Mosque in Germany evacuated over bomb threat

ANADOLU AGENCY
BERLIN, Germany
Published 22.07.2019 16:28
Central Mosque in Duisburg cordoned off by German police after bomb threats, Duisburg, Germany, July 22, 2019. (AA Photo)
Central Mosque in Duisburg cordoned off by German police after bomb threats, Duisburg, Germany, July 22, 2019. (AA Photo)

German police on Monday evacuated one of the largest mosques in the country due to a bomb threat purportedly sent by a far-right terrorist organization.

The Central Mosque in the western city of Duisburg was evacuated after its staff received an e-mail apparently by the far-right terror group, Combat18, claiming that bombs were planted at the entrance of the mosque.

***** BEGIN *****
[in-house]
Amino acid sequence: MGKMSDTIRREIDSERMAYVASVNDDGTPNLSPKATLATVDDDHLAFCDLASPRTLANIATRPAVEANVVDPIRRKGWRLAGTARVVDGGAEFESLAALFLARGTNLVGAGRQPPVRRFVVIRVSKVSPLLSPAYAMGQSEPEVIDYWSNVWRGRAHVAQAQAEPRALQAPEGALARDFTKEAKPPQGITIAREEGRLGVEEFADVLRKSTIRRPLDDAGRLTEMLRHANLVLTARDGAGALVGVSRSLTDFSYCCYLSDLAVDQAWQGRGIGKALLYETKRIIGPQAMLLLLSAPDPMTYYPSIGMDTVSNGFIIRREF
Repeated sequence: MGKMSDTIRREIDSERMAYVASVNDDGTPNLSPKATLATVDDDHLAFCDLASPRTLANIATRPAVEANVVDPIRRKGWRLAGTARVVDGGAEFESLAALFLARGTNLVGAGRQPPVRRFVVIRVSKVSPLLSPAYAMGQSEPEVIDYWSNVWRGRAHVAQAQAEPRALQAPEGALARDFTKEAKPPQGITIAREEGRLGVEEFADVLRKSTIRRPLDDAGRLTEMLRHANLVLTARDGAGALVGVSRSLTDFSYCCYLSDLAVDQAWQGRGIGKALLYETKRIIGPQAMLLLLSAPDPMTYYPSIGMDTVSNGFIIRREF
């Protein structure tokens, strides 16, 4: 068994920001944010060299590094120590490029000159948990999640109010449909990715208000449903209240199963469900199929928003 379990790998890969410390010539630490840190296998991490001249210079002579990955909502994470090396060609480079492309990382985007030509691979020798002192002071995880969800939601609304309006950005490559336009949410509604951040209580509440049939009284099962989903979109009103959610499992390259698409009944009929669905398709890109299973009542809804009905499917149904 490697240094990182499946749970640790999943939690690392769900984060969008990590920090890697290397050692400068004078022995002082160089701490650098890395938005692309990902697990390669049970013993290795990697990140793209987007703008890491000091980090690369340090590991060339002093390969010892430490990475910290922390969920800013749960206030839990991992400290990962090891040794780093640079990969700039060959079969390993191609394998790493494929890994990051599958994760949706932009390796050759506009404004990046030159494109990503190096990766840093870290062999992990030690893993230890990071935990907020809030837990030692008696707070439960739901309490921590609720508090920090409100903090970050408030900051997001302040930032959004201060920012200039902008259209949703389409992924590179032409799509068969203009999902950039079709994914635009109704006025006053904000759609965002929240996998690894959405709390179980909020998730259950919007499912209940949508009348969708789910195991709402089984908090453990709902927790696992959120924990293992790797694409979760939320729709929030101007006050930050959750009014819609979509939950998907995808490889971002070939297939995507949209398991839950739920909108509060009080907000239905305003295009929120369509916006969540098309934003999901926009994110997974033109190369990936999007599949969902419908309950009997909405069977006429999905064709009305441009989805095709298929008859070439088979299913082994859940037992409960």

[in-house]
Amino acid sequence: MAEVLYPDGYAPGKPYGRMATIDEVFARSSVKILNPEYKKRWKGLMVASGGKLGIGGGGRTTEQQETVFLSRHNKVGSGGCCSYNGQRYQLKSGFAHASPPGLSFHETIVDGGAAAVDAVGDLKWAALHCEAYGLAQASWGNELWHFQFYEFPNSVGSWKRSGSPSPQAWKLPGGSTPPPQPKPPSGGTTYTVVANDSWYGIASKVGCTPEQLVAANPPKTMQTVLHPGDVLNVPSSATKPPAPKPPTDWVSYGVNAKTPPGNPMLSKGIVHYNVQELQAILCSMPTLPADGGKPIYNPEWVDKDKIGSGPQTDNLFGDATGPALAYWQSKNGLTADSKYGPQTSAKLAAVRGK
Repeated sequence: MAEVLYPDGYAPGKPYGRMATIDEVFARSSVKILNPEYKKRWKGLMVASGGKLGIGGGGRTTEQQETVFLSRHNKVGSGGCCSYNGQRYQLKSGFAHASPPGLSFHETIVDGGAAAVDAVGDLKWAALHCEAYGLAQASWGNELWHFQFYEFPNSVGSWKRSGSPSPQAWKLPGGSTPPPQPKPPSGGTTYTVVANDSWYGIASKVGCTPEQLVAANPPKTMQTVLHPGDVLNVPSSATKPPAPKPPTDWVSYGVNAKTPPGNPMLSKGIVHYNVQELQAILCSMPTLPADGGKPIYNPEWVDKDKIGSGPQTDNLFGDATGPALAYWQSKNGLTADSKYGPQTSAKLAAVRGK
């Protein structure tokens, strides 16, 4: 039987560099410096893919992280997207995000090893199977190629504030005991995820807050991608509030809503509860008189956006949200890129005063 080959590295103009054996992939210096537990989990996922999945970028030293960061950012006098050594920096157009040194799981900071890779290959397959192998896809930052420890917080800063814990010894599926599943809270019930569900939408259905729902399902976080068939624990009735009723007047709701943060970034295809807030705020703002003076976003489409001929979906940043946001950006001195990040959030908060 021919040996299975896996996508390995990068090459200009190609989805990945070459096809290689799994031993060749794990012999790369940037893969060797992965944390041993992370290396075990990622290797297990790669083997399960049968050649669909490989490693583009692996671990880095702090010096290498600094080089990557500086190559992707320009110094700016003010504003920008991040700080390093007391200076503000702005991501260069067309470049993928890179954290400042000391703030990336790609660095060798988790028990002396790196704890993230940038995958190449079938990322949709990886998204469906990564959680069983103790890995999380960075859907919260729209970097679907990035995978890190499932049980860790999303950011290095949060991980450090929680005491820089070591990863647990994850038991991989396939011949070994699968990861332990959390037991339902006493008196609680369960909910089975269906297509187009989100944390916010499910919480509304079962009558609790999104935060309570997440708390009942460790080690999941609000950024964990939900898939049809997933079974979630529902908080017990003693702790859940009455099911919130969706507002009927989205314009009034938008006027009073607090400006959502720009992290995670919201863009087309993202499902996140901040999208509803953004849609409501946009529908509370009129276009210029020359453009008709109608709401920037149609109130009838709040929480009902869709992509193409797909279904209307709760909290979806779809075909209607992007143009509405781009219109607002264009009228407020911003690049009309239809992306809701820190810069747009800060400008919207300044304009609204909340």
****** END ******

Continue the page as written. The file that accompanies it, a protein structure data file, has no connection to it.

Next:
The police put the security cordon in the area and began searching the premises.

At least five mosques received bomb threats this month, sparking worries among the country's Muslim population.

Germany has witnessed growing Islamophobia in recent years triggered by the propaganda of far-right parties and movements.

Police recorded 813 hate crimes against Muslims last year, including insults, threatening letters, physical assaults and attacks against mosques.

Germany, a country of over 81 million people, has the second-largest Muslim population in Western Europe after France. Among the country's nearly 4.7 million Muslims, 3 million are of Turkish origin.

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